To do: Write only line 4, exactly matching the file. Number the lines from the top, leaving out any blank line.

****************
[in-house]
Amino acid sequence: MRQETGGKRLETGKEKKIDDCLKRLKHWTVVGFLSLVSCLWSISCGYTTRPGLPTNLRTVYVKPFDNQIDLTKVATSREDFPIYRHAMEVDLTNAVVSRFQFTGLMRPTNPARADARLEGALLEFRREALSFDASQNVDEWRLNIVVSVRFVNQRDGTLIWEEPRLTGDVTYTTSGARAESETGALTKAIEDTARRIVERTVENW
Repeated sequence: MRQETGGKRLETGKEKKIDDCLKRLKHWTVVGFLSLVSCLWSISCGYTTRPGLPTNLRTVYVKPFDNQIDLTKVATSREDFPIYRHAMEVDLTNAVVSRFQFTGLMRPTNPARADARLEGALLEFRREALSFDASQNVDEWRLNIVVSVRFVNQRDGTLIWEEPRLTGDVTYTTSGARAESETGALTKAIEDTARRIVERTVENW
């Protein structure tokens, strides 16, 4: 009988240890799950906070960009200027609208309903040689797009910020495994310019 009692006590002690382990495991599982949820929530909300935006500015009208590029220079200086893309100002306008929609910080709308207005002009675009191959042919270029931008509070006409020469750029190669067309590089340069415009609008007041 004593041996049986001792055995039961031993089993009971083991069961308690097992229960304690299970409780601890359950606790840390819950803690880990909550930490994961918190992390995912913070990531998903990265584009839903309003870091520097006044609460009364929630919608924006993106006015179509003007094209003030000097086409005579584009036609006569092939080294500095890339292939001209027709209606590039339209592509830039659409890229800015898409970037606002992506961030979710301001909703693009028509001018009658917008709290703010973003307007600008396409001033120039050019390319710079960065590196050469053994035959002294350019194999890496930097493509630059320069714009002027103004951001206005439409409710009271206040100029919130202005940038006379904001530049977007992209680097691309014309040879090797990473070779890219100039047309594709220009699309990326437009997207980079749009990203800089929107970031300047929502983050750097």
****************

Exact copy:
């Protein structure tokens, strides 16, 4: 009988240890799950906070960009200027609208309903040689797009910020495994310019 009692006590002690382990495991599982949820929530909300935006500015009208590029220079200086893309100002306008929609910080709308207005002009675009191959042919270029931008509070006409020469750029190669067309590089340069415009609008007041 004593041996049986001792055995039961031993089993009971083991069961308690097992229960304690299970409780601890359950606790840390819950803690880990909550930490994961918190992390995912913070990531998903990265584009839903309003870091520097006044609460009364929630919608924006993106006015179509003007094209003030000097086409005579584009036609006569092939080294500095890339292939001209027709209606590039339209592509830039659409890229800015898409970037606002992506961030979710301001909703693009028509001018009658917008709290703010973003307007600008396409001033120039050019390319710079960065590196050469053994035959002294350019194999890496930097493509630059320069714009002027103004951001206005439409409710009271206040100029919130202005940038006379904001530049977007992209680097691309014309040879090797990473070779890219100039047309594709220009699309990326437009997207980079749009990203800089929107970031300047929502983050750097």